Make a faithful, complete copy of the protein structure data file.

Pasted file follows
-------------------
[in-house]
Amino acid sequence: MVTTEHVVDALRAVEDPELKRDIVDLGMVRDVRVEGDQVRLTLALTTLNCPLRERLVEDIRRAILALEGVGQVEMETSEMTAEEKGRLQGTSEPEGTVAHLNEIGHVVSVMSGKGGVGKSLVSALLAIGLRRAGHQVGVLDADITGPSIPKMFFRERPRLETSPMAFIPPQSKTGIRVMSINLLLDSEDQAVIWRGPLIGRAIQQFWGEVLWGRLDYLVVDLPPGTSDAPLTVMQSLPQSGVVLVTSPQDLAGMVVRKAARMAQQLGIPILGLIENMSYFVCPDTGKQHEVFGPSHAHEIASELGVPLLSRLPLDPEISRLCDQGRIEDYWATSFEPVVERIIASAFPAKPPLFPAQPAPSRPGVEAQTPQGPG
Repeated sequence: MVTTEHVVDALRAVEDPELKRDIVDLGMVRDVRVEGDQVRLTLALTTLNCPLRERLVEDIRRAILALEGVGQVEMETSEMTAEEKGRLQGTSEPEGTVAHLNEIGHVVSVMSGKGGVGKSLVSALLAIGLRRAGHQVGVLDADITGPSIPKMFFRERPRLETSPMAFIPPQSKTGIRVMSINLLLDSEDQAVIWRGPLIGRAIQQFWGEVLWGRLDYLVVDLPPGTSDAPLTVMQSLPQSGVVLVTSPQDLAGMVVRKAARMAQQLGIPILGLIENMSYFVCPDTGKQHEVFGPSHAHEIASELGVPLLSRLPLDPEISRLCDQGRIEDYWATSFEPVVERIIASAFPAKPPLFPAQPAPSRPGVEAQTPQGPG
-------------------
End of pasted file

[in-house]
Amino acid sequence: MVTTEHVVDALRAVEDPELKRDIVDLGMVRDVRVEGDQVRLTLALTTLNCPLRERLVEDIRRAILALEGVGQVEMETSEMTAEEKGRLQGTSEPEGTVAHLNEIGHVVSVMSGKGGVGKSLVSALLAIGLRRAGHQVGVLDADITGPSIPKMFFRERPRLETSPMAFIPPQSKTGIRVMSINLLLDSEDQAVIWRGPLIGRAIQQFWGEVLWGRLDYLVVDLPPGTSDAPLTVMQSLPQSGVVLVTSPQDLAGMVVRKAARMAQQLGIPILGLIENMSYFVCPDTGKQHEVFGPSHAHEIASELGVPLLSRLPLDPEISRLCDQGRIEDYWATSFEPVVERIIASAFPAKPPLFPAQPAPSRPGVEAQTPQGPG
Repeated sequence: MVTTEHVVDALRAVEDPELKRDIVDLGMVRDVRVEGDQVRLTLALTTLNCPLRERLVEDIRRAILALEGVGQVEMETSEMTAEEKGRLQGTSEPEGTVAHLNEIGHVVSVMSGKGGVGKSLVSALLAIGLRRAGHQVGVLDADITGPSIPKMFFRERPRLETSPMAFIPPQSKTGIRVMSINLLLDSEDQAVIWRGPLIGRAIQQFWGEVLWGRLDYLVVDLPPGTSDAPLTVMQSLPQSGVVLVTSPQDLAGMVVRKAARMAQQLGIPILGLIENMSYFVCPDTGKQHEVFGPSHAHEIASELGVPLLSRLPLDPEISRLCDQGRIEDYWATSFEPVVERIIASAFPAKPPLFPAQPAPSRPGVEAQTPQGPG